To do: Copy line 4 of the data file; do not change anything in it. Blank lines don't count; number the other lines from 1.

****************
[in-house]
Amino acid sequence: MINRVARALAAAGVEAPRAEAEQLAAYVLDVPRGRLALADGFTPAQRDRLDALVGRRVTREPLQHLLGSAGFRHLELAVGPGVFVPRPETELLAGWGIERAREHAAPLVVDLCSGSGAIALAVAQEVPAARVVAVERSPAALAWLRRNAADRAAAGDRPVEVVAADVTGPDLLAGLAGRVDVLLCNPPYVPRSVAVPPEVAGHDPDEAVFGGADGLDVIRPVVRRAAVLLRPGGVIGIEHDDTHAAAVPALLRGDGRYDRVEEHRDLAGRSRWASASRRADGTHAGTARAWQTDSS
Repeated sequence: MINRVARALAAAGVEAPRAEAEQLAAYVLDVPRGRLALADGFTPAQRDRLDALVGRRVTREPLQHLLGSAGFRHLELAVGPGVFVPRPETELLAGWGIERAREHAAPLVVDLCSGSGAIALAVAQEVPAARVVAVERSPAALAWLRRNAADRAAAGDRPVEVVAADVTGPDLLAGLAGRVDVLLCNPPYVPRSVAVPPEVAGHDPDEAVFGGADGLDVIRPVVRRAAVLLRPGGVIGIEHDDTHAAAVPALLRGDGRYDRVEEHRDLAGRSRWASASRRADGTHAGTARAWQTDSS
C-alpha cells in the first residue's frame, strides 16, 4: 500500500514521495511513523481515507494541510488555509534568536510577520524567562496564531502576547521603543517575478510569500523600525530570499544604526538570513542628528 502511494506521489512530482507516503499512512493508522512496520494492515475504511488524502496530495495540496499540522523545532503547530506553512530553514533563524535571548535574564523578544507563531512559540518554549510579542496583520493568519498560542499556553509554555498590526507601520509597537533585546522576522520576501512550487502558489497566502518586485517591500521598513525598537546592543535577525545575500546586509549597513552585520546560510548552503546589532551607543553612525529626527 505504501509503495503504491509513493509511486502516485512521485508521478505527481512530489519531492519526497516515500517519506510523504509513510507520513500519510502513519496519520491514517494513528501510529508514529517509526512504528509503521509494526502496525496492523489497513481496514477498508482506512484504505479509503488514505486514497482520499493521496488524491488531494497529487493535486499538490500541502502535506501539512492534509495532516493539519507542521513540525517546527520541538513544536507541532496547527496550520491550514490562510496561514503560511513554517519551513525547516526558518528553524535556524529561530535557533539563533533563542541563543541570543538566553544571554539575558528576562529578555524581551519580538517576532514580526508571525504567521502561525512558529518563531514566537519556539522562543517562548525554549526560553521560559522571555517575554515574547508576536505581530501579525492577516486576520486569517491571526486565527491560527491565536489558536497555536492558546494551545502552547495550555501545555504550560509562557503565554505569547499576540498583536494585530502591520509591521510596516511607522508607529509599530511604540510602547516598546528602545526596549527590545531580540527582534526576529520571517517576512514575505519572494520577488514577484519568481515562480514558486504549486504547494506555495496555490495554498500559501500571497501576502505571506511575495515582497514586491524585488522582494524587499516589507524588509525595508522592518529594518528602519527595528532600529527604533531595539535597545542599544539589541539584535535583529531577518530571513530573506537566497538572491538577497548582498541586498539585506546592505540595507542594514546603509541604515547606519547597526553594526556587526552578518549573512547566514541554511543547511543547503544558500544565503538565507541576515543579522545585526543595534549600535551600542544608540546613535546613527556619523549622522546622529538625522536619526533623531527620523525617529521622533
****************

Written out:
C-alpha cells in the first residue's frame, strides 16, 4: 500500500514521495511513523481515507494541510488555509534568536510577520524567562496564531502576547521603543517575478510569500523600525530570499544604526538570513542628528 502511494506521489512530482507516503499512512493508522512496520494492515475504511488524502496530495495540496499540522523545532503547530506553512530553514533563524535571548535574564523578544507563531512559540518554549510579542496583520493568519498560542499556553509554555498590526507601520509597537533585546522576522520576501512550487502558489497566502518586485517591500521598513525598537546592543535577525545575500546586509549597513552585520546560510548552503546589532551607543553612525529626527 505504501509503495503504491509513493509511486502516485512521485508521478505527481512530489519531492519526497516515500517519506510523504509513510507520513500519510502513519496519520491514517494513528501510529508514529517509526512504528509503521509494526502496525496492523489497513481496514477498508482506512484504505479509503488514505486514497482520499493521496488524491488531494497529487493535486499538490500541502502535506501539512492534509495532516493539519507542521513540525517546527520541538513544536507541532496547527496550520491550514490562510496561514503560511513554517519551513525547516526558518528553524535556524529561530535557533539563533533563542541563543541570543538566553544571554539575558528576562529578555524581551519580538517576532514580526508571525504567521502561525512558529518563531514566537519556539522562543517562548525554549526560553521560559522571555517575554515574547508576536505581530501579525492577516486576520486569517491571526486565527491560527491565536489558536497555536492558546494551545502552547495550555501545555504550560509562557503565554505569547499576540498583536494585530502591520509591521510596516511607522508607529509599530511604540510602547516598546528602545526596549527590545531580540527582534526576529520571517517576512514575505519572494520577488514577484519568481515562480514558486504549486504547494506555495496555490495554498500559501500571497501576502505571506511575495515582497514586491524585488522582494524587499516589507524588509525595508522592518529594518528602519527595528532600529527604533531595539535597545542599544539589541539584535535583529531577518530571513530573506537566497538572491538577497548582498541586498539585506546592505540595507542594514546603509541604515547606519547597526553594526556587526552578518549573512547566514541554511543547511543547503544558500544565503538565507541576515543579522545585526543595534549600535551600542544608540546613535546613527556619523549622522546622529538625522536619526533623531527620523525617529521622533